Strategic Choice Models of Political Change in Latin America
Comparative Politics, Vol. 24, No. 2, pp. 229-243, January 1992
15 Pages Posted: 25 Jan 2011 Last revised: 25 Mar 2016
Date Written: January 1, 1992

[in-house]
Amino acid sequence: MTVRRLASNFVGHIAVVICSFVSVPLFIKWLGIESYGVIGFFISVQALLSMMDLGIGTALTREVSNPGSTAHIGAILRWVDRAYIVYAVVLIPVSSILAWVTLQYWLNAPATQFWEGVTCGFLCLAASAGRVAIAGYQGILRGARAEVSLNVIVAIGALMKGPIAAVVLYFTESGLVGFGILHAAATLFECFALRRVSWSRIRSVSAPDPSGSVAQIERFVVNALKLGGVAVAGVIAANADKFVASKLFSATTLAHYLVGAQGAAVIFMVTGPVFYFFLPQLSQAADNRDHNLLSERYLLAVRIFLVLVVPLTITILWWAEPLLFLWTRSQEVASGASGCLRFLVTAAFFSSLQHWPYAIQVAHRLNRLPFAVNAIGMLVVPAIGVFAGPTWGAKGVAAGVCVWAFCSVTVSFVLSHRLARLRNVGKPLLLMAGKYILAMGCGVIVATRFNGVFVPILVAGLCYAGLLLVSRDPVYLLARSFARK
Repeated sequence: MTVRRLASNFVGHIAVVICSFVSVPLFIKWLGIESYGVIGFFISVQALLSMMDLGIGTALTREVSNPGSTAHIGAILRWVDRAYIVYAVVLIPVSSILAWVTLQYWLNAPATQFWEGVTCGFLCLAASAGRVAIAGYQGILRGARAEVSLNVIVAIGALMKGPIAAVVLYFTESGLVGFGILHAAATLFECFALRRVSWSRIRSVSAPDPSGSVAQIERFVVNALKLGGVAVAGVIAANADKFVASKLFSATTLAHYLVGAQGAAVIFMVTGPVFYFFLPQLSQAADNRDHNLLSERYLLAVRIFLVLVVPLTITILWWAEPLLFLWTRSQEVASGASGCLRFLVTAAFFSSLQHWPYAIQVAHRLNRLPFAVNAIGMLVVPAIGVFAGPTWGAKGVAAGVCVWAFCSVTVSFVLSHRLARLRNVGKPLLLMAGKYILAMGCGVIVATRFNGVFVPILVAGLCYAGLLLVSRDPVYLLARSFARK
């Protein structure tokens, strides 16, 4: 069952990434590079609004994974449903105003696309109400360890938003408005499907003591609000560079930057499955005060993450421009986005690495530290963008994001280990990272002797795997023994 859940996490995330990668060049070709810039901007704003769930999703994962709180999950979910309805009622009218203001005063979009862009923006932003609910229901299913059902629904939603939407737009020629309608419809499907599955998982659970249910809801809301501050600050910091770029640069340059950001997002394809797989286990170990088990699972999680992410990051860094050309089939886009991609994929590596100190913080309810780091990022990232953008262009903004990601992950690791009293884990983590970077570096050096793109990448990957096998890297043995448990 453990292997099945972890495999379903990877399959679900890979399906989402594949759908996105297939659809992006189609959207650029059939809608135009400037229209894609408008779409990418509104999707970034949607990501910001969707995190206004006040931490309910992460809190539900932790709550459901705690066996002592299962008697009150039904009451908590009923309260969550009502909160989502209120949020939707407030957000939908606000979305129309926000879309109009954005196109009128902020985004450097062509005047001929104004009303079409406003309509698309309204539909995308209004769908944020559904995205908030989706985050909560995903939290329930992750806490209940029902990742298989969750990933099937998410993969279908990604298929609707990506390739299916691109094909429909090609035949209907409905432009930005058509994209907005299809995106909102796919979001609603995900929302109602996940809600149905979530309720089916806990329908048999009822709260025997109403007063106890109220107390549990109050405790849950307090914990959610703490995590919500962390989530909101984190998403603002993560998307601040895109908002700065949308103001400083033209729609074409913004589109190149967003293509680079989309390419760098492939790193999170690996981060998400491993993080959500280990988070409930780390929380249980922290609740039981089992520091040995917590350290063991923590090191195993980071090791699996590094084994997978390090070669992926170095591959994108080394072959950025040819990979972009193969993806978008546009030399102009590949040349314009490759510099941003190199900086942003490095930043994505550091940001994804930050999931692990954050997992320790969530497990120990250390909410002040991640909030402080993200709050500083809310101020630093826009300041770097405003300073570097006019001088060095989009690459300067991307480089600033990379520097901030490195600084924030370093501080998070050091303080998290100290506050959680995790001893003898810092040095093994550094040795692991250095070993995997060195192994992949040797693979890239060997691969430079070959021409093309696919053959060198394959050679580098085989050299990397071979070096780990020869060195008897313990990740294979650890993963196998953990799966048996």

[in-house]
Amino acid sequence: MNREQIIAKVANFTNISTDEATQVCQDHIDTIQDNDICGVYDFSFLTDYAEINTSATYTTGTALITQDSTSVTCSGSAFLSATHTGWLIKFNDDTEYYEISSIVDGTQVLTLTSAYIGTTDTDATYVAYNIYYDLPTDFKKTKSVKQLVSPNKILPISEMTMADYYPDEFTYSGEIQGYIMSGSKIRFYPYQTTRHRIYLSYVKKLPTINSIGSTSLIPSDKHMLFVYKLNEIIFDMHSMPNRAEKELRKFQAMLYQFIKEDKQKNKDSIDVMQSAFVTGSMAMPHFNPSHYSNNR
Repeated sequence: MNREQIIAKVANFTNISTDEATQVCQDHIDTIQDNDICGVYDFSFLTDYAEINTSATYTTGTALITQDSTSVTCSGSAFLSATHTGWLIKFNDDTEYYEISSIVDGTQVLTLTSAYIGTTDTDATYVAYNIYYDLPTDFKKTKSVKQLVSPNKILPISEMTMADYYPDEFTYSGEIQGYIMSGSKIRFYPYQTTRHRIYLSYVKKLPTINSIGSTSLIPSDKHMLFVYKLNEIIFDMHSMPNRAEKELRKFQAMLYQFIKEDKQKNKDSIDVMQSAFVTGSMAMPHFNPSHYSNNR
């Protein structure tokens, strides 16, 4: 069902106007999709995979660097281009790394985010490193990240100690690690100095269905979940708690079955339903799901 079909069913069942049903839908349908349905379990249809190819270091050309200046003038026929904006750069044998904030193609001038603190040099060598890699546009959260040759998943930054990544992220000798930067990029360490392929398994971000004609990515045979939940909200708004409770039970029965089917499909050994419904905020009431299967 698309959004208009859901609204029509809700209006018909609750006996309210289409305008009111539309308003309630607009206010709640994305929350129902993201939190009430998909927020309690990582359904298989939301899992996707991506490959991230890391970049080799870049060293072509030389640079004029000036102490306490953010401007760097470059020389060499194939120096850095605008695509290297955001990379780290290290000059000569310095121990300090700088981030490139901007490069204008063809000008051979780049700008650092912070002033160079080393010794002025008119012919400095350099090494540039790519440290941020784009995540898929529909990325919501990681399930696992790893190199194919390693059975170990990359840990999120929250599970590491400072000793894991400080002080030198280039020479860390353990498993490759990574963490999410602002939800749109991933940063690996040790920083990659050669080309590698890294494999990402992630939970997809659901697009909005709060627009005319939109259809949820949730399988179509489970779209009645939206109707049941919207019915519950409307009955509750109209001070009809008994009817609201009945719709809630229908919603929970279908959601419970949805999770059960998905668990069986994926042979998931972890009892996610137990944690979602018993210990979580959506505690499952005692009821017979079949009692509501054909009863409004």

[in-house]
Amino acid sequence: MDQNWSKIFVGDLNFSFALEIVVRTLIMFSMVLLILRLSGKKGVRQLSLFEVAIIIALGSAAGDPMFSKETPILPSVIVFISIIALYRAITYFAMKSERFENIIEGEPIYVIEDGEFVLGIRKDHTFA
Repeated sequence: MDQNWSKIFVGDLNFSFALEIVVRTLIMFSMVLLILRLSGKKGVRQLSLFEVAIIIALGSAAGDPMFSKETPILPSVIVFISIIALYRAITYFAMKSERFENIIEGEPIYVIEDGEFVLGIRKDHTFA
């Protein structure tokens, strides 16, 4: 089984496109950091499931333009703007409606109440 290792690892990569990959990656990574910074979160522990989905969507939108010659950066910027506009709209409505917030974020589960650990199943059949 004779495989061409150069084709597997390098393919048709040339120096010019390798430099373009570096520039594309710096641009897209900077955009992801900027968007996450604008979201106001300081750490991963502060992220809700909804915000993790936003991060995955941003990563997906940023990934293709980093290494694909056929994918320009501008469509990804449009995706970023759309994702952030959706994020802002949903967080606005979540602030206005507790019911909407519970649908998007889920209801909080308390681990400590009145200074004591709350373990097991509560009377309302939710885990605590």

The article assesses the use of strategic choice models in the study of Latin American politics. These models explore how given actors pursue goals by shaping the context in which other actors make choices. The discussion centers on Hirschman’s analysis of “reform-mongering,” Przeworski’s “threshold” model of transitions to democracy, and O’Donnell’s model of democratic consolidation. Basic components of the models are examined, including the definition of actors, preference distributions, coalitional thresholds, perceptions of the likelihood of given outcomes, and efforts to change actual and perceived costs of these outcomes. The relationship between such models and more familiar perspectives in the Latin American field is then explored. The models have a distinctive emphasis on uncertainty and the creative use of uncertainty by political leaders; yet they also have much in common with other research traditions. The article advocates eclecticism in employing these alternative analytic approaches.
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